By allowing ads to appear on this site, you support the local businesses who, in turn, support great journalism.
9th District race keeps chugging
Candidates prepare for July 20 primary to fill full term in U.S. House
Placeholder Image

Election calendar
July 20: State primary
Aug. 10: State primary runoff, if needed
Sept. 21: Special election to fill Flowery Branch City Council seat
Sept. 27-29: Qualifying for Flowery Branch mayoral special election Nov. 2
Oct. 4: Last day to register to vote in general election
Nov. 2: General election
Nov. 30: General election runoff, if needed


Click here for more election coverage.

The race is still on.

Though Republican Tom Graves of Ranger earlier this month won a runoff of the special election to fill former U.S. Rep. Nathan Deal’s seat, the other candidates say they’re not too concerned about it as the July 20 primary approaches.

Graves and four other candidates are still actively campaigning for a permanent spot representing Georgia’s 9th District in the U.S. House of Representatives. And the primary will be the deciding election in a race that has no Democrats.

“We’ve made some changes on the staff, but we’re still moving ahead,” said Gainesville’s Lee Hawkins, who fell short of Graves in the June 8 runoff.

Hawkins said his own campaign might even see a boost as Graves spends more time away from the state.

“Georgians are interested in someone that will take their interests to Washington rather than bringing Washington back here,” he said.

But Douglas Young, political science professor at Gainesville State College, said even a short incumbency would probably help Graves on July 20.

“Even in years where there’s a lot of voter anger at incumbents, the vast majority of incumbents will win re-election,” Young said.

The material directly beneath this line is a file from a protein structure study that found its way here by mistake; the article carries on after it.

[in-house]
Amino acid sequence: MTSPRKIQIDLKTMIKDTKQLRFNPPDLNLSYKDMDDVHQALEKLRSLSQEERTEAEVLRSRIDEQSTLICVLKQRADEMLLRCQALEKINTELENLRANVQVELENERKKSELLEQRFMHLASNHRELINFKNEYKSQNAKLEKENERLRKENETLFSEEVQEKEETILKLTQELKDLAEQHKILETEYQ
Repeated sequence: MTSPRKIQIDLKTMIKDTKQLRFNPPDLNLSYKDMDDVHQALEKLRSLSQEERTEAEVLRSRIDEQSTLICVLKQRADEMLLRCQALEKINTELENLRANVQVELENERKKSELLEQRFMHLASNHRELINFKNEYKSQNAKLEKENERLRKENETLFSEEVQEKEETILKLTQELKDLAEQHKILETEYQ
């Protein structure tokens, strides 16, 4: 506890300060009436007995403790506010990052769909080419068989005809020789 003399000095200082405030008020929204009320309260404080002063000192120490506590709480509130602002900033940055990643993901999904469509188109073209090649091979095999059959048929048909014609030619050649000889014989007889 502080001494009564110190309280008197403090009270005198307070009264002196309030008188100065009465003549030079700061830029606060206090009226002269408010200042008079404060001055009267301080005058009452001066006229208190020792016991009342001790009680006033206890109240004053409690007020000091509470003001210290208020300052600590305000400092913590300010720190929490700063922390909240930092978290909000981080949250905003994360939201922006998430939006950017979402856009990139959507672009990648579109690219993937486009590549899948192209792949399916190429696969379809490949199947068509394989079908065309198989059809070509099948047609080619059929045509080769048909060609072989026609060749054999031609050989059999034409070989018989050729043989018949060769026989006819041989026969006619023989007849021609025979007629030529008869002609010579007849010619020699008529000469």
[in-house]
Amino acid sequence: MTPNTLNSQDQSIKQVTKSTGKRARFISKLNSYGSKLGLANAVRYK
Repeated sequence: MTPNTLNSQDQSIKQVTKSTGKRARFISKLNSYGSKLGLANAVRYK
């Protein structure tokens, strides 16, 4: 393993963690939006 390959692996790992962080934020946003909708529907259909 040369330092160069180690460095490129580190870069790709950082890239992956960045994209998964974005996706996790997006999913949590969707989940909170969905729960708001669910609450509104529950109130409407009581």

“The fact that Graves won his runoff with Lee Hawkins so handily shows that he has by far the most support among the Republican candidates.”

Young said Republican voters historically prefer more experienced candidates with long records of public service. He looked back to John McCain and Bob Dole. Both may not have been the most conservative choices but both received nominations based on their experience, Young said.

Justin Tomczak, spokesman for the Graves campaign, said actual experience in Washington is just what the voters are looking for.

“I think the advantage is that now, as a congressman, Tom is already putting together a track record of conservative leadership, of taking a bold stance and of casting the votes in the right way,” he said.

But Hawkins and Graves aren’t the only names in the hat. Several of the candidates who were on the special election ballot in May will show up again in the primary.

Steve Tarvin, who came in third in the special election, is still a contender, and Chris Cates is also still in the race.

Seth Weathers, general consultant for the Tarvin campaign, said he wasn’t concerned about Graves’ success in the special election, especially since Tarvin was able to avoid the “blood bath” of the runoff.

“Every event we go to now we have 10 people come up to us to say, ‘I used to be one of your opponent’s supporters, but I’m with you now,’” Weathers said.

Two of the candidates in the special election have not returned for the primary race — Bill Stephens and Bert Loftman have both stepped back. Loftman’s name will still appear on the ballot, though, as he has not formally withdrawn.

Loftman backed Graves in the runoff, but he said he’s not supporting a candidate in the primary.

State Rep. Bobby Reese did not run in the special election, but he will be on the ballot in July. He said he chose not to run because he didn’t want to add to the expense of the special election and he wanted to continue to serve his constituents.

He said he wasn’t concerned about being out of the spotlight while the special election took center stage.

“If you do the right thing for the right reasons, it always pays off,” he said. “I think the most important thing a candidate can do is listen to the people that they represent, and that’s what I do.”

No matter who wins in July, though, Young said one thing’s for sure — the winner will be a pronounced conservative.

“(Republicans) are just really appalled by what they see as a stunning expansion of the federal government across the board, and they want to elect a staunch conservative in line with the tea party movement’s ideals of less government,” Young said. “So I don’t think it’s a surprise that, to my knowledge, all of the candidates running in the Republican primary have positioned themselves far to the right of center.”